A day to savour for Bangladesh
Three-hundred-and-fifty-five for five. If you'd have to bet on either Australia or Bangladesh getting to that position after the first day of the Test, chances are you'd wager on the Aussies. The first day of Test cricket at Fatullah, though, produced a quite remarkable batting performance from the home side. Instead of rolling over and being smashed by the likes of Brett Lee, Jason Gillespie and Shane Warne, Bangladesh took the fight to them, and at the end of the day Australia were the ones bruised and battered, conceding more than four an over.
For Bangladesh and for the 20-year-old Shahriar Nafees, it was a day to savour. Only once before had they got to more than 300 in a day's batting - against Sri Lanka at Chittagong just over one month ago - but then they had lost nine wickets in the process. Here, Bangladesh completely dominated for large parts of the day, and had it not been for some reckless strokes, it might have been even more depressing for Australia.
The star of the show was undoubtedly Nafees, a left-hander whose eight previous Test innings had fetched nothing more than a highest of 51 and a grand aggregate of 152; in just one innings, he nearly doubled that aggregate with his 138, the third-highest score by a Bangladesh batsman in Tests. Nafees was also involved in the brightest passage of play in the day, when he put together 187 sparkling runs with his captain, Habibul Bashar. They created a new partnership record for Bangladesh - beating the 167-run mark by Bashar and Javed Omar against Pakistan in 2003 - and did it in style too, knocking off the runs in a mere 40 overs.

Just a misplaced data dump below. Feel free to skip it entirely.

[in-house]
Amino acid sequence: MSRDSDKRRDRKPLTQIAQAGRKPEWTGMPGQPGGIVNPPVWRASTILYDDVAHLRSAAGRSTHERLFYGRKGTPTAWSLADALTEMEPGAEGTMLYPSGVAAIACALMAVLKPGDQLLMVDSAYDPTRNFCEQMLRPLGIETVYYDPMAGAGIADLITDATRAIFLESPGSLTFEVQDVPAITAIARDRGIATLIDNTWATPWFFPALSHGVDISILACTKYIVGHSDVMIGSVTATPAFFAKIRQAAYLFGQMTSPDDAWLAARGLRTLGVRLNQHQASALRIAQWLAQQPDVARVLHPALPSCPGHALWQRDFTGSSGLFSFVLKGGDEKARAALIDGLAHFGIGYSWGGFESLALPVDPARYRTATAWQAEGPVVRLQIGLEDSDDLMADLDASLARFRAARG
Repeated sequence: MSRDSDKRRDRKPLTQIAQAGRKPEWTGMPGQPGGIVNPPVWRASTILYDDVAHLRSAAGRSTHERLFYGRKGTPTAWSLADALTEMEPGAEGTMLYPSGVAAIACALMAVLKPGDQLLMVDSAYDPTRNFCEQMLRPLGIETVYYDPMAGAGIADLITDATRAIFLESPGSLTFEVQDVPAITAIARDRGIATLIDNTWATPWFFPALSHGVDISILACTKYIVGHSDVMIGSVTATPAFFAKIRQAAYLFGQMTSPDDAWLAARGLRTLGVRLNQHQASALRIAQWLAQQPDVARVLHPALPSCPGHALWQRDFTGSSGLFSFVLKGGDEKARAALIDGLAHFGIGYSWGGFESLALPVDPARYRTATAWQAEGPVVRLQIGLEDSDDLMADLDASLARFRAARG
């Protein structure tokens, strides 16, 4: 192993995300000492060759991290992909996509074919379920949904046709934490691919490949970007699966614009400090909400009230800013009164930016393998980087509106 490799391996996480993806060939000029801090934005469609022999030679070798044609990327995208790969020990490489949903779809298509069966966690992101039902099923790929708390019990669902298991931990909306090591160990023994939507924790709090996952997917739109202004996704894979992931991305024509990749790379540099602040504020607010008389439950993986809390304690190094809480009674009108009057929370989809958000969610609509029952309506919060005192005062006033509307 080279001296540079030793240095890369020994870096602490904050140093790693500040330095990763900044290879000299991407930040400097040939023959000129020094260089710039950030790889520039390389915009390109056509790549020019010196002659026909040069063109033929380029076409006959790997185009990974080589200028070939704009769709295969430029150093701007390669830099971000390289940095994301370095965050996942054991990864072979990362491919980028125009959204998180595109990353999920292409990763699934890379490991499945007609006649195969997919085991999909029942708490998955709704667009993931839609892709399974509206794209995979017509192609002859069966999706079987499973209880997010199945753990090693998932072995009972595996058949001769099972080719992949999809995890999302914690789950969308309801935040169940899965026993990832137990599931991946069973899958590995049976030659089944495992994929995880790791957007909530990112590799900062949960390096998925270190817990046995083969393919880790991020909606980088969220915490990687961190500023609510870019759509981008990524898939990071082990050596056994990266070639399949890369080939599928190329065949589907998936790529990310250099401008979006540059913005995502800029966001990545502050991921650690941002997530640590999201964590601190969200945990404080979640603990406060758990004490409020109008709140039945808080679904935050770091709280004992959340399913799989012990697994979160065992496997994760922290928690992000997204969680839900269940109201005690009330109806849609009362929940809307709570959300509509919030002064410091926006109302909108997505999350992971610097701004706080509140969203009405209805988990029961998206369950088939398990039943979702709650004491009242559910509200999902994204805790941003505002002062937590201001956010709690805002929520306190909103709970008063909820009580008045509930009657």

The challenge that Nafees relished more than any other was the one presented by a legspinner named Shane Warne: Warne bowled 56 deliveries to him, and got smashed for 67, including ten hits which found their way to the fence. If Warne doesn't bowl again in this innings, this will be - by far - his most expensive figures in an innings - never before has he bowled more than ten overs and finished with an economy rate of greater than five.
S Rajesh is stats editor of Cricinfo